Go From the Stronghold to a Stronger Place

Tuesday, April 13, 2010 Bryan Hudson 0 Comments

1 Samuel 22:1 David left Gath and escaped to the cave of Adullam. When his brothers and his father's household heard about it, they went down to him there. 2 All those who were in distress or in debt or discontented gathered around him, and he became their leader. About four hundred men were with him

5 But the prophet Gad said to David, "Do not stay in the stronghold. Go into the land of Judah." So David left and went to the forest of Hereth.

It is not difficult to empathize with David as he retreated to a cave in Adullam after escaping from Gath. He had a difficult time in Gath and even pretended to be insane in order to escape. Truth be told, we may all have experienced situations that left us feeling the same way.

The "Encounter in the Cave" seemed to begin on a positive note with brothers and family members gathering around him for comfort and consolation. In our distress we are thankful for the support of family and friends. We are happy to discover that we are not alone during difficult times. A distress can become a rallying point for others who can identify with our pain. Commiserating feels good. "Commiserate" means, "To express or feel sympathy and pity."

However, commiserating in a cave can transform comfort into complacency.

As people heard about David's retreat into the cave of Adullam, the notion of joining with him and others in the cave felt "right." It seemed like the place to be: "All those who were in distress or in debt or discontented gathered around him, and he became their leader." (1 Sam. 22:2) It may have been considered a "move of God."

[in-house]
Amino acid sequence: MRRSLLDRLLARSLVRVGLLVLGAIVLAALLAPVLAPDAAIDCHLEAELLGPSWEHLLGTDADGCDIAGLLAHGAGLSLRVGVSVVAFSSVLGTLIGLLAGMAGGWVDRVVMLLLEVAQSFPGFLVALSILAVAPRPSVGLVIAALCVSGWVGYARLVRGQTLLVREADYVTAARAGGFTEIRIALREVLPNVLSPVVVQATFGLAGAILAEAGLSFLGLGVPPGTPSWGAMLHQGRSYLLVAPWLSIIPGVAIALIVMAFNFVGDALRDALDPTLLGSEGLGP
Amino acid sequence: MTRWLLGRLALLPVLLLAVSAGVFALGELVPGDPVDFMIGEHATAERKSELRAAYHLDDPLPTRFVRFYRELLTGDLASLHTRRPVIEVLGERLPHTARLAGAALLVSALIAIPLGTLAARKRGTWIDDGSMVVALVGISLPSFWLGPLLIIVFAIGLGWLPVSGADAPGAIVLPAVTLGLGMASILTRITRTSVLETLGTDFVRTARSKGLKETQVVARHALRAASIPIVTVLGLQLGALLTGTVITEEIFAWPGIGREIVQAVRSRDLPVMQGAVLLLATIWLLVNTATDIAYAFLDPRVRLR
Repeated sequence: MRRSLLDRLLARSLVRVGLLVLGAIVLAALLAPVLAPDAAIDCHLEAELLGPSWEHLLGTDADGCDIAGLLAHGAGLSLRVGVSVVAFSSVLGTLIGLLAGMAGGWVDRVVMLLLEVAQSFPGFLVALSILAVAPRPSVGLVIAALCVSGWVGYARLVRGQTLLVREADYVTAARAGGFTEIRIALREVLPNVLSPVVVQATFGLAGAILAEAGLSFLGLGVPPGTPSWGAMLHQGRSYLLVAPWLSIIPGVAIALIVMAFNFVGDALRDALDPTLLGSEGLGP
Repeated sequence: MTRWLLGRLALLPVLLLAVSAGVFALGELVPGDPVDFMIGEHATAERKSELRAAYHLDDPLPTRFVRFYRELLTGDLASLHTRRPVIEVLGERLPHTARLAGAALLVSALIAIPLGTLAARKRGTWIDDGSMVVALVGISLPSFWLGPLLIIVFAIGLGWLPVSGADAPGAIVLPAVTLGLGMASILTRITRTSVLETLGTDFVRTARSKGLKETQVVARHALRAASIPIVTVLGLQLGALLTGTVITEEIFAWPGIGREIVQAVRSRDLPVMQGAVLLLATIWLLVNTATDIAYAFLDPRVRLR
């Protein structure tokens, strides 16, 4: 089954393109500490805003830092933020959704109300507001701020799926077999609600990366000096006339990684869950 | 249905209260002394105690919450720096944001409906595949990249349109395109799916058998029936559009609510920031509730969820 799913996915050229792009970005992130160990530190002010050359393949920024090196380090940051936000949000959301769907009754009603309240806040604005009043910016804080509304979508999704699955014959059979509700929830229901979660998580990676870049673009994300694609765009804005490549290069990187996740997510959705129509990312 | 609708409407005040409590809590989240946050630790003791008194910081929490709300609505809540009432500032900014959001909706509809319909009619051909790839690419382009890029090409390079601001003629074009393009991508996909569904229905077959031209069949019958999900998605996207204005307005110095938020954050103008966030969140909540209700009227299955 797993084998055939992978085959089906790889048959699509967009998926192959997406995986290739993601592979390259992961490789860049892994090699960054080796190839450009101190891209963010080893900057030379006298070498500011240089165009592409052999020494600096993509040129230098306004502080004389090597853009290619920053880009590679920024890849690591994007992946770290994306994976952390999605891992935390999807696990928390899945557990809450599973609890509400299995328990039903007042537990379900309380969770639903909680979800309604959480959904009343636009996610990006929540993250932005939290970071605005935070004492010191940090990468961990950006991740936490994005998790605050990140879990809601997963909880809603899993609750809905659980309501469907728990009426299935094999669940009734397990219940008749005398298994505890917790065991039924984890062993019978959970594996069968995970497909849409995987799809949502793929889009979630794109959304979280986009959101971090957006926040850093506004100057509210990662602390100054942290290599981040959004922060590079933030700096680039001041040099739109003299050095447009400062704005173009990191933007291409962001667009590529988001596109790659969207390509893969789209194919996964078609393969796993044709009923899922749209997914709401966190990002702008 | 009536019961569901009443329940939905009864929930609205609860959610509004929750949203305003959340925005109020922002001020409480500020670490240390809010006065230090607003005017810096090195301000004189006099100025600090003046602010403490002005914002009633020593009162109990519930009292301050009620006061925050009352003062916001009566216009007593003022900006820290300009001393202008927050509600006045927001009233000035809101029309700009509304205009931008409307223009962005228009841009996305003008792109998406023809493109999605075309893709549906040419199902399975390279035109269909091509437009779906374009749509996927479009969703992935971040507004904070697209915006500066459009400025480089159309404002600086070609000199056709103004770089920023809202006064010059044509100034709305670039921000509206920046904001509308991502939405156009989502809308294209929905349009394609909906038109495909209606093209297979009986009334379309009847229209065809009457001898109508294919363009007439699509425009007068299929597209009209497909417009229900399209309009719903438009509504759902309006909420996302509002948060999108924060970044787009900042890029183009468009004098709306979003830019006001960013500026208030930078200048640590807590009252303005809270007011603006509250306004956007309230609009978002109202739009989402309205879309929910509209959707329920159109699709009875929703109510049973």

Without a doubt, we want to minister to hurting people. God wants to help hurting people. The solution is not to gather all the hurting people in one place for the purpose of feeling one another's pain. This may "feel good," but it will not produce victory.

Basically, the Encounter in the Cave mostly attracted people who, in the Hudson Translation were, "Broke, Busted, and Disgusted!" Along with genuine expressions of care and concern shown in the cave, one can only imagine the dramatic stories that were shared. Releasing one's pain is good, but wallowing in pain is bad.

This may have been a necessary season in David's life, yet that season had to change. After a period of time in this "stronghold" God sent a prophet with a simple message, "Do not stay in the stronghold, go to Judah."

With this instruction came an end to his distress AND the place of his distress. Judah is also a term connected to the concept of "Praise" or dwelling with God.

  • You may retreat into a cave, but recognize it as a temporary place.
  • You may gather people who feel as you do, but don't commiserate long with them.
  • You may find a comfort zone in the cave, but don't accept it.
  • You may feel empowered by having hurting people around you, but don't let pain define your ministry.
  • You may want to make a cave your "stronghold," but a stronger place awaits you. That's the place of praise and God's sweet presence.